Sooo….what’s genital herpes again?
Herpes is caused by a virus. It is a fairly common infection that causes sores on the genital area or in the mouth.
Type 1 Herpes is the virus responsible for lesions or sores on the lips or inside the mouth, often called « cold sores ». However, other germs can also cause cold sores.
Type 2 Herpes, or genital Herpes, is responsible for sores on the skin or mucous membranes (inside lining) of the genitals or anus.
It is important to know that it is possible to have type 1 Herpes on the genitals or type 2 herpes on the mouth. For example, it is possible to catch type 1 Herpes on your genitals if you engage in oral sex with someone who has a cold sore.
Some people will only have one Herpes episode. For others, the lesions will come back from time to time, without being infected again. These episodes are usually more frequent at first, and then they tend to come back less often as time goes by. Generally, the first episode is more painful than the following ones. In fact, the virus stays hidden in the body and activates itself from time to time. You can infect someone else while the lesions are visible and a few days before they appear.
Symptoms usually appear from 3 to 12 days after being infected.
How is it detected, treated and prevented?
Symptoms are different from one person to another. At first, Herpes will cause small blisters that will blow up to form small ulcers that dry out and leave a scab. These very painful ulcers last anywhere from 2 to 4 weeks, and will eventually heal themselves.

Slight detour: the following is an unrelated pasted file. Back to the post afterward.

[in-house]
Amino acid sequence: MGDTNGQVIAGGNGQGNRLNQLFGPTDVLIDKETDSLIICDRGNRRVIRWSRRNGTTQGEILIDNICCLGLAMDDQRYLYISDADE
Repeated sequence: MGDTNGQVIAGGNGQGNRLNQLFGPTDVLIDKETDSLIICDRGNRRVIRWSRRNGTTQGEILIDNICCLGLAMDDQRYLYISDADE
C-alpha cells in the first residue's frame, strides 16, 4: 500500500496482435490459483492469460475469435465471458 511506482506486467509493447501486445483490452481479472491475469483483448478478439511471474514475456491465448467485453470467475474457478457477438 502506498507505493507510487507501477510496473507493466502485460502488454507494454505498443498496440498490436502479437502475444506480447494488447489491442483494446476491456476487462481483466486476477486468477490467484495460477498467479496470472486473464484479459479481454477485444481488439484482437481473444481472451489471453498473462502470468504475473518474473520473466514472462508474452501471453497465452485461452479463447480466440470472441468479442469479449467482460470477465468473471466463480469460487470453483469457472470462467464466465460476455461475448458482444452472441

Typical areas affected by Herpes…
For Women :
- Inside the vagina
- Near the anus
For Men :
- Near the anus
If it happens to me, what do I do?
A visit to the STD clinic or to the doctor’s office, where an examination and some tests will be done, is the only way to diagnose Herpes. A variety of tests can detect Herpes with a sample from the skin, or from the vagina, anus or mouth. These samples are taken with a swab (looks like a long Q-tip). But the diagnosis is usually made simply by examining the lesions. LINK WITH STI’SIf it happens to me, what do I do?
There is no cure that will eliminate Herpes completely, but there are medications available that can shorten the episode or decrease the pain. But you need to take the medication early when the symptoms appear.
A tips for pain relief…apply a moist towel on the affected area and use painkillers.
It is important to inform you partner or partners if you have become infected. This infection has some consequences and transmission should be prevented.
Herpes is caught by being in direct contact with sores. Condoms are not entirely effective against Herpes because some of the possible infected areas are not protected by the condom.
Even when there are no visible sores, the virus is said to be inactive but it can still be transmitted at times.
To know the best ways to protect yourself or your partner against Herpes, ask your physician or nurse. Use of the condom, however, remains a must.
What are the possible complications?
For many, Herpes is not a serious health threat. However, Herpes can have important consequences.
First, the infection can come back without you being exposed to the infection again. These episodes are troublesome and unpleasant. Furthermore, it is very difficult to know when an episode will come back. Since the virus can be transmitted a few days before symptoms or ulcers appear, risk of contagion is constant. So, use of condom for each sexual intercourse is a must.
Furthermore, genital Herpes can cause complications when a mother deliver her baby. The baby can catch the infection on the way out the uterus. The baby can then have a severe infection and brain damage.
Like the Human Papilloma Virus, the Herpes virus can cause changes in the cells of the cervix that can lead to a cancer during adulthood. It is therefore recommended to have regular Pap tests to carefully monitor these changes.